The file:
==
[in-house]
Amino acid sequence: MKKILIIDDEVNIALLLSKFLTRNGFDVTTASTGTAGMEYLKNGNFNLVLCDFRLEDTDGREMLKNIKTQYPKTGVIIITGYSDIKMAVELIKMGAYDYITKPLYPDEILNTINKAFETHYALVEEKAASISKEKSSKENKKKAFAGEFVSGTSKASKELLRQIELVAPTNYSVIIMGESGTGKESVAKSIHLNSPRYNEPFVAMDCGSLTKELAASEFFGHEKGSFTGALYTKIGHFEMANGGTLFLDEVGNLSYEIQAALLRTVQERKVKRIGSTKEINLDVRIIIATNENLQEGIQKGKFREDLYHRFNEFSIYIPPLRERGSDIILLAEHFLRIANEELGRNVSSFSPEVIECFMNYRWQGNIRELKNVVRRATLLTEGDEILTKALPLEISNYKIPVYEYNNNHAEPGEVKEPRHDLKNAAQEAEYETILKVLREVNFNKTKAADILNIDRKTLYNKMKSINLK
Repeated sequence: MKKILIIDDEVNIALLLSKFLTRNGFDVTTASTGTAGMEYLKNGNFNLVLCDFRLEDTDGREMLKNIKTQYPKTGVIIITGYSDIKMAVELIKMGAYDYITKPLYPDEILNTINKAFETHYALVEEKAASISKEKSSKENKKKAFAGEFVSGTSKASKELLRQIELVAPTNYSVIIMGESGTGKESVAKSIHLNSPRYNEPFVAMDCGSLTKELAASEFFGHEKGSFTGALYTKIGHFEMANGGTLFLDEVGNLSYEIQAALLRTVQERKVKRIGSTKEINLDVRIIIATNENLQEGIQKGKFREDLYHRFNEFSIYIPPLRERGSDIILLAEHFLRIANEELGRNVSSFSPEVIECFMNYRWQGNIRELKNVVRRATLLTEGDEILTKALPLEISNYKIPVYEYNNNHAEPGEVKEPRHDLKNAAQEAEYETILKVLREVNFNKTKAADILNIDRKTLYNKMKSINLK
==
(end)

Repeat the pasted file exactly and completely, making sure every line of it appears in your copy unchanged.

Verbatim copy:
[in-house]
Amino acid sequence: MKKILIIDDEVNIALLLSKFLTRNGFDVTTASTGTAGMEYLKNGNFNLVLCDFRLEDTDGREMLKNIKTQYPKTGVIIITGYSDIKMAVELIKMGAYDYITKPLYPDEILNTINKAFETHYALVEEKAASISKEKSSKENKKKAFAGEFVSGTSKASKELLRQIELVAPTNYSVIIMGESGTGKESVAKSIHLNSPRYNEPFVAMDCGSLTKELAASEFFGHEKGSFTGALYTKIGHFEMANGGTLFLDEVGNLSYEIQAALLRTVQERKVKRIGSTKEINLDVRIIIATNENLQEGIQKGKFREDLYHRFNEFSIYIPPLRERGSDIILLAEHFLRIANEELGRNVSSFSPEVIECFMNYRWQGNIRELKNVVRRATLLTEGDEILTKALPLEISNYKIPVYEYNNNHAEPGEVKEPRHDLKNAAQEAEYETILKVLREVNFNKTKAADILNIDRKTLYNKMKSINLK
Repeated sequence: MKKILIIDDEVNIALLLSKFLTRNGFDVTTASTGTAGMEYLKNGNFNLVLCDFRLEDTDGREMLKNIKTQYPKTGVIIITGYSDIKMAVELIKMGAYDYITKPLYPDEILNTINKAFETHYALVEEKAASISKEKSSKENKKKAFAGEFVSGTSKASKELLRQIELVAPTNYSVIIMGESGTGKESVAKSIHLNSPRYNEPFVAMDCGSLTKELAASEFFGHEKGSFTGALYTKIGHFEMANGGTLFLDEVGNLSYEIQAALLRTVQERKVKRIGSTKEINLDVRIIIATNENLQEGIQKGKFREDLYHRFNEFSIYIPPLRERGSDIILLAEHFLRIANEELGRNVSSFSPEVIECFMNYRWQGNIRELKNVVRRATLLTEGDEILTKALPLEISNYKIPVYEYNNNHAEPGEVKEPRHDLKNAAQEAEYETILKVLREVNFNKTKAADILNIDRKTLYNKMKSINLK